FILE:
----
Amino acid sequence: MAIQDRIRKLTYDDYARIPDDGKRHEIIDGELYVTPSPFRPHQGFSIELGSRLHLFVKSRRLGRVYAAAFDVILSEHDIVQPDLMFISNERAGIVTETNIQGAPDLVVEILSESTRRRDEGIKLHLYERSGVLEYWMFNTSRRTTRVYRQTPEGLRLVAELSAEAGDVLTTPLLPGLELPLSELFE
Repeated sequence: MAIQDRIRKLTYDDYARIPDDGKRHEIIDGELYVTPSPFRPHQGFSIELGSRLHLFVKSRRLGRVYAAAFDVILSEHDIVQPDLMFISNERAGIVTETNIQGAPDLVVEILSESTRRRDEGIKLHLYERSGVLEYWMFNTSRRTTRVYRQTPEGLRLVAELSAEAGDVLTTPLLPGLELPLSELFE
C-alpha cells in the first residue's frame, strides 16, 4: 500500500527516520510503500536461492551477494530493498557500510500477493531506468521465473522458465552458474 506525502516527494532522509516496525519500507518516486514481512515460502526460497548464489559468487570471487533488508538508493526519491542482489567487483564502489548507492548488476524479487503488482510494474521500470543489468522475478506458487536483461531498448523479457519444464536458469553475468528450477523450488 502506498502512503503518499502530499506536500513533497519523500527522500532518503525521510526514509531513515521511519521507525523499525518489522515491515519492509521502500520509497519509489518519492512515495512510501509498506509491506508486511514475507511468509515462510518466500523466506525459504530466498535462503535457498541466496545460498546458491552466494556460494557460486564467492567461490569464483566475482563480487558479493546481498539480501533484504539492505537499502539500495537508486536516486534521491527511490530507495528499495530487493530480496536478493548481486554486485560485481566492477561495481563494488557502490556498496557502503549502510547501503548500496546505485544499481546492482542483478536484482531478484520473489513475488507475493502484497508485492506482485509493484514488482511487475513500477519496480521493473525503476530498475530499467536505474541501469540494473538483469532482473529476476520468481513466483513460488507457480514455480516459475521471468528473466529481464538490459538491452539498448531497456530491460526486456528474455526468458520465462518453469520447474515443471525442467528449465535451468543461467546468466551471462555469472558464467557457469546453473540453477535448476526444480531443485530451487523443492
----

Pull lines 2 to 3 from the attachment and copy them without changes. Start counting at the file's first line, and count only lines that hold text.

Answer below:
Repeated sequence: MAIQDRIRKLTYDDYARIPDDGKRHEIIDGELYVTPSPFRPHQGFSIELGSRLHLFVKSRRLGRVYAAAFDVILSEHDIVQPDLMFISNERAGIVTETNIQGAPDLVVEILSESTRRRDEGIKLHLYERSGVLEYWMFNTSRRTTRVYRQTPEGLRLVAELSAEAGDVLTTPLLPGLELPLSELFE
C-alpha cells in the first residue's frame, strides 16, 4: 500500500527516520510503500536461492551477494530493498557500510500477493531506468521465473522458465552458474 506525502516527494532522509516496525519500507518516486514481512515460502526460497548464489559468487570471487533488508538508493526519491542482489567487483564502489548507492548488476524479487503488482510494474521500470543489468522475478506458487536483461531498448523479457519444464536458469553475468528450477523450488 502506498502512503503518499502530499506536500513533497519523500527522500532518503525521510526514509531513515521511519521507525523499525518489522515491515519492509521502500520509497519509489518519492512515495512510501509498506509491506508486511514475507511468509515462510518466500523466506525459504530466498535462503535457498541466496545460498546458491552466494556460494557460486564467492567461490569464483566475482563480487558479493546481498539480501533484504539492505537499502539500495537508486536516486534521491527511490530507495528499495530487493530480496536478493548481486554486485560485481566492477561495481563494488557502490556498496557502503549502510547501503548500496546505485544499481546492482542483478536484482531478484520473489513475488507475493502484497508485492506482485509493484514488482511487475513500477519496480521493473525503476530498475530499467536505474541501469540494473538483469532482473529476476520468481513466483513460488507457480514455480516459475521471468528473466529481464538490459538491452539498448531497456530491460526486456528474455526468458520465462518453469520447474515443471525442467528449465535451468543461467546468466551471462555469472558464467557457469546453473540453477535448476526444480531443485530451487523443492